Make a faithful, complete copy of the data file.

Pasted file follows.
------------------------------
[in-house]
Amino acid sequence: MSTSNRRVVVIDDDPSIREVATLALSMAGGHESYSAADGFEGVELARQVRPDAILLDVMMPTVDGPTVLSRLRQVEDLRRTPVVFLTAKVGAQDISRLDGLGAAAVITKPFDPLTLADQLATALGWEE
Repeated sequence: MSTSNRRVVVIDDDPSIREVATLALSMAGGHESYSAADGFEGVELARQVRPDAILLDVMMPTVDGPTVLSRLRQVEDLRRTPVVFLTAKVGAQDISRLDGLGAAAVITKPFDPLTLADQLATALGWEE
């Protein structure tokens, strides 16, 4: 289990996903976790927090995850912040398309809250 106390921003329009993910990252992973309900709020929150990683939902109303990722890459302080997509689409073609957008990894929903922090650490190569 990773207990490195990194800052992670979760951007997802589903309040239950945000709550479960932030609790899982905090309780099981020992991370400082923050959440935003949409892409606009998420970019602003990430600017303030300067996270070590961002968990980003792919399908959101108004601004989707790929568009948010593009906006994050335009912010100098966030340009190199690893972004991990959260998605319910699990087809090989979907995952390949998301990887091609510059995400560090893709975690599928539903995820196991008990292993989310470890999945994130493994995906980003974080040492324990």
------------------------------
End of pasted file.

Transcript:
[in-house]
Amino acid sequence: MSTSNRRVVVIDDDPSIREVATLALSMAGGHESYSAADGFEGVELARQVRPDAILLDVMMPTVDGPTVLSRLRQVEDLRRTPVVFLTAKVGAQDISRLDGLGAAAVITKPFDPLTLADQLATALGWEE
Repeated sequence: MSTSNRRVVVIDDDPSIREVATLALSMAGGHESYSAADGFEGVELARQVRPDAILLDVMMPTVDGPTVLSRLRQVEDLRRTPVVFLTAKVGAQDISRLDGLGAAAVITKPFDPLTLADQLATALGWEE
């Protein structure tokens, strides 16, 4: 289990996903976790927090995850912040398309809250 106390921003329009993910990252992973309900709020929150990683939902109303990722890459302080997509689409073609957008990894929903922090650490190569 990773207990490195990194800052992670979760951007997802589903309040239950945000709550479960932030609790899982905090309780099981020992991370400082923050959440935003949409892409606009998420970019602003990430600017303030300067996270070590961002968990980003792919399908959101108004601004989707790929568009948010593009906006994050335009912010100098966030340009190199690893972004991990959260998605319910699990087809090989979907995952390949998301990887091609510059995400560090893709975690599928539903995820196991008990292993989310470890999945994130493994995906980003974080040492324990």